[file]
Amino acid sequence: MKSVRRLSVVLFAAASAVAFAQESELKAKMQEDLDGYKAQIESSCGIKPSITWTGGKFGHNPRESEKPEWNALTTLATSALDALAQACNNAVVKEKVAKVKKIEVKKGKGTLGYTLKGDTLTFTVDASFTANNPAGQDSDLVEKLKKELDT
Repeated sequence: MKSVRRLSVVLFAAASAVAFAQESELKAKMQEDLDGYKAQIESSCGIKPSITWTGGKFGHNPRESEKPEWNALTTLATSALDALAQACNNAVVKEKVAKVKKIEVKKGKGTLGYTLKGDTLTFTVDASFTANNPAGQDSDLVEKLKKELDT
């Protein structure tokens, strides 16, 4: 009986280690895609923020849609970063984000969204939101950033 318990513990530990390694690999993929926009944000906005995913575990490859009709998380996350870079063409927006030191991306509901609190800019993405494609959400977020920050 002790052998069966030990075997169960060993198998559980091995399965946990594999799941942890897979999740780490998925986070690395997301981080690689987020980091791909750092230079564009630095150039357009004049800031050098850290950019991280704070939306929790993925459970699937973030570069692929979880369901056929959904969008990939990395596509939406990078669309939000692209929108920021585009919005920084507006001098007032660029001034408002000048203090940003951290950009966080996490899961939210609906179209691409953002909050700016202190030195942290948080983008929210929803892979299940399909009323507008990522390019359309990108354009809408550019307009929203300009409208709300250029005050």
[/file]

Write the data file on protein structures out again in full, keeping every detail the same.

Amino acid sequence: MKSVRRLSVVLFAAASAVAFAQESELKAKMQEDLDGYKAQIESSCGIKPSITWTGGKFGHNPRESEKPEWNALTTLATSALDALAQACNNAVVKEKVAKVKKIEVKKGKGTLGYTLKGDTLTFTVDASFTANNPAGQDSDLVEKLKKELDT
Repeated sequence: MKSVRRLSVVLFAAASAVAFAQESELKAKMQEDLDGYKAQIESSCGIKPSITWTGGKFGHNPRESEKPEWNALTTLATSALDALAQACNNAVVKEKVAKVKKIEVKKGKGTLGYTLKGDTLTFTVDASFTANNPAGQDSDLVEKLKKELDT
């Protein structure tokens, strides 16, 4: 009986280690895609923020849609970063984000969204939101950033 318990513990530990390694690999993929926009944000906005995913575990490859009709998380996350870079063409927006030191991306509901609190800019993405494609959400977020920050 002790052998069966030990075997169960060993198998559980091995399965946990594999799941942890897979999740780490998925986070690395997301981080690689987020980091791909750092230079564009630095150039357009004049800031050098850290950019991280704070939306929790993925459970699937973030570069692929979880369901056929959904969008990939990395596509939406990078669309939000692209929108920021585009919005920084507006001098007032660029001034408002000048203090940003951290950009966080996490899961939210609906179209691409953002909050700016202190030195942290948080983008929210929803892979299940399909009323507008990522390019359309990108354009809408550019307009929203300009409208709300250029005050």